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Nimble 20
Reviews Views Date of last review
1 11598 Tue September 29, 1998
Recommended By Average Price Average Rating
100% of reviewers None indicated None indicated

Description: Nimble 20
Keywords: Nimble 20



Registered: January 2000
Location: maryland
Posts: 1887
Review Date: Tue September 29, 1998 Would you recommend the product? Yes | Price you paid?: None indicated | Rating: 0 


The Nimble 20 is a small, relatively stable, protected waters boat. It is an absolutely beautiful boat that attracts attention and admiration wherever it goes. It is easy and fun to sail, and is excellent for its intended purposes. It is easily trailered, and relatively easy to rig, launch, and retrieve.

It has an 11" stub keel w/about 600 LBS ballast and a centerboard that extends to about 4'. The hull is a modified sharpie design. The result is a very stable boat for its size and weight. There is actually very comfortable room to sleep 3 adults. If two are a couple, there is relatively comfortable room for 4 adults. There is a practical system used to widen the port settee/berth to a 'double'. Getting into the V-berth is a little tricky, for an adult, but not insurmountable. Once in, it is VERY comfortable for one, but too small for more than one unless both are fairly small children. Note that the porta-potty goes under the aft part of the V-Berth, putting a crimp in nighttime use if the V-Berth is occupied. (Put the potty in the cockpit?) There is also a story of a family of two adults and two small children who made a two or three-month trip down the rivers and canals from Ohio to Mobile, AL, then around the ICW to Virginia. That's just too much togetherness for me.

The boat's cabin is a tight fit for me. (I'm 5'11", 190 pounds). My wife, however, finds it very comfortable (she's 5'1' and not overweight). I tend to bump my head, elbows, and shins a lot, but no more than I do on a friend's Catalina 22. (In fact, the C22 has about the same waterline.)

The cockpit is great for two, and four can fit in reasonable comfort. It is very easy to single-hand or work with short crew.

We do a fair amount of daysailing and participate in PHRF races with our local sailing club. The racing is just for fun, not something we take seriously. This is not a high-performance boat. We also spend a fair number of weekend nights on the boat, usually in a small cove most other sailboats can't even get into. I believe it is a good boat for this purpose, and we enjoy it immensely. We also spend a fair number of weekends in 'raft-ups' that the sailing club sponsors.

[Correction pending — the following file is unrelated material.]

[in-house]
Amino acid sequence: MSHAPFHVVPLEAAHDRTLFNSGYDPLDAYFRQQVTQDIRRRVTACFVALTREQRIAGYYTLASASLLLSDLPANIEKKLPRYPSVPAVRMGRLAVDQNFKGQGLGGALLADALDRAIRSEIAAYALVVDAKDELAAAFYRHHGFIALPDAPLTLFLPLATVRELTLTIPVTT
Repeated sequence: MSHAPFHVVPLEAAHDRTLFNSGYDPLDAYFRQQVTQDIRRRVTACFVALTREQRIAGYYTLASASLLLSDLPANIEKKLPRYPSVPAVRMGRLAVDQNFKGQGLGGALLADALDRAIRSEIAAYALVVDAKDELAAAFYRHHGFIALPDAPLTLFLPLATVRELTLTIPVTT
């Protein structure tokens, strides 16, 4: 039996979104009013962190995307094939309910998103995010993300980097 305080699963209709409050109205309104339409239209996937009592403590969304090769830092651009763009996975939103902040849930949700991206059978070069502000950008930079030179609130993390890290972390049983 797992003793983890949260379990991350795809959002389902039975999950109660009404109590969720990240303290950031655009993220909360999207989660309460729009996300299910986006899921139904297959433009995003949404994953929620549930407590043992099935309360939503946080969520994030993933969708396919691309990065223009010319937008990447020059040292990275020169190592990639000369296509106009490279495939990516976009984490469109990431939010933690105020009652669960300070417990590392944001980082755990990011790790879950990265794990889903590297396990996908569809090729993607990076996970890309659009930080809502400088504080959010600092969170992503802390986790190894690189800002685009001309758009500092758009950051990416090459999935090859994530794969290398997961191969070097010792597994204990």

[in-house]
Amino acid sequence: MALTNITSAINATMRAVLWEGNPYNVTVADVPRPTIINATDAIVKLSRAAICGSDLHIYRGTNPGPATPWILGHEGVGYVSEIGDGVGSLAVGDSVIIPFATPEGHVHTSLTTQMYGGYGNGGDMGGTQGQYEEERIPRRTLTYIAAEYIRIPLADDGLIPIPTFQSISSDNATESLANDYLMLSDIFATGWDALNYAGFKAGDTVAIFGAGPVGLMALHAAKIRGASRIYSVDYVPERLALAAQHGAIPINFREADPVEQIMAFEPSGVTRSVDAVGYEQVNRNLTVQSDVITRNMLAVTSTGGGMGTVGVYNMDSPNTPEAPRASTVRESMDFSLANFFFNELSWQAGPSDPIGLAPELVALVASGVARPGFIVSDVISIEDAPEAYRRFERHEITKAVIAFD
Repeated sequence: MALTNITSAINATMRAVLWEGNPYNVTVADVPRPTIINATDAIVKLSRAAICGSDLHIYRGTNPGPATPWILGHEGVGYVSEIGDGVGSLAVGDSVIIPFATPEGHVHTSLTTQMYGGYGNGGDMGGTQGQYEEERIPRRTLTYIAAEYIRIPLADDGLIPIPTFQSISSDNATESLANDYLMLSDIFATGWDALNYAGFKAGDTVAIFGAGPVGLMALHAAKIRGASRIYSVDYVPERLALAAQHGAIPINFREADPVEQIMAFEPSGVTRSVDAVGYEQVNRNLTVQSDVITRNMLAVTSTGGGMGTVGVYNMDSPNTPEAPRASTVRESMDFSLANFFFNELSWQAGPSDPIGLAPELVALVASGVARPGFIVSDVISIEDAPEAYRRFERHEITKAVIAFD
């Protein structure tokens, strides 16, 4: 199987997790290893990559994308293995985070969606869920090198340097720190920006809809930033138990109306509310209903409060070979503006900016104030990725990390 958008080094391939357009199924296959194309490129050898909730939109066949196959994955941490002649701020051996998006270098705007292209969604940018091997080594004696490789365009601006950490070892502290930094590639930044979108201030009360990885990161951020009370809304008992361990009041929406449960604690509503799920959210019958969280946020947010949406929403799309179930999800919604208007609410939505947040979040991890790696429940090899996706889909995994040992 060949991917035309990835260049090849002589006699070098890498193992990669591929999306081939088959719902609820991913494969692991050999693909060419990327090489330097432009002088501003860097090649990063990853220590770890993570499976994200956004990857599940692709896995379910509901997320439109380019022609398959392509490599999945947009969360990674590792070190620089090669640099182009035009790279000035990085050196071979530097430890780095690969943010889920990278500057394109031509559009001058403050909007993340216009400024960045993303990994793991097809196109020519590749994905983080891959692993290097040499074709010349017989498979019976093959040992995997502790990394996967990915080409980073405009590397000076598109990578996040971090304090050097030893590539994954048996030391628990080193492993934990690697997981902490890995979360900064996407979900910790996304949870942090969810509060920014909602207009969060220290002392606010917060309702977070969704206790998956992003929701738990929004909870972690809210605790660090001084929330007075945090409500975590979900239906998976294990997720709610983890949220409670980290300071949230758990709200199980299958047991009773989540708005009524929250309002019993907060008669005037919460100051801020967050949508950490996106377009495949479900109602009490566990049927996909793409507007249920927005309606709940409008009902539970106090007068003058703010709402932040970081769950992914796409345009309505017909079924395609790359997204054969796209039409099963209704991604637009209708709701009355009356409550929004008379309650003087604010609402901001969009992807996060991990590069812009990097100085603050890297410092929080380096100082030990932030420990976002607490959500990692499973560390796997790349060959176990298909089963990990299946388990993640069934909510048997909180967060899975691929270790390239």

The boat handles well. It is actually quite stable. There is only about 600 pounds of ballast, so moving people to windward has a significant effect on the amount of heel. The boat seems to need about 10-12 degrees of heel to sail really well. It is not a light winds boat, and I am considering putting a drifter up front for the all-to-many light wind days we have here (see Sail Rite sails and CDI 'Furlaker'). We do have a roller furling jib, and I will never again own a sailboat without one. The mizzen took a little time to figure out. The main problem is that I, like most people, overtrim the mizzen. It belongs a lot further out than you will believe at first. It is a big enough part of the sail plan that it is a driving sail, not just a trim sail, on the N20. (On the 24, it is really just for trim) Once I got the hang of it, it has been fun to fly. The boat simply does not sail well in winds below 4 knots. It is at its best somewhere around 10-12 knots, and must be reefed before 15 knots. Note that when motoring, or when sailing flat, the boat can pound if the wakes or waves are of significant size. This is simply a characteristic of the flat-bottomed, 'modified sharpie' hull. When heeled, she cuts the waves very nicely.

I would recommend at least a 5-7HP and possibly an 8HP engine.
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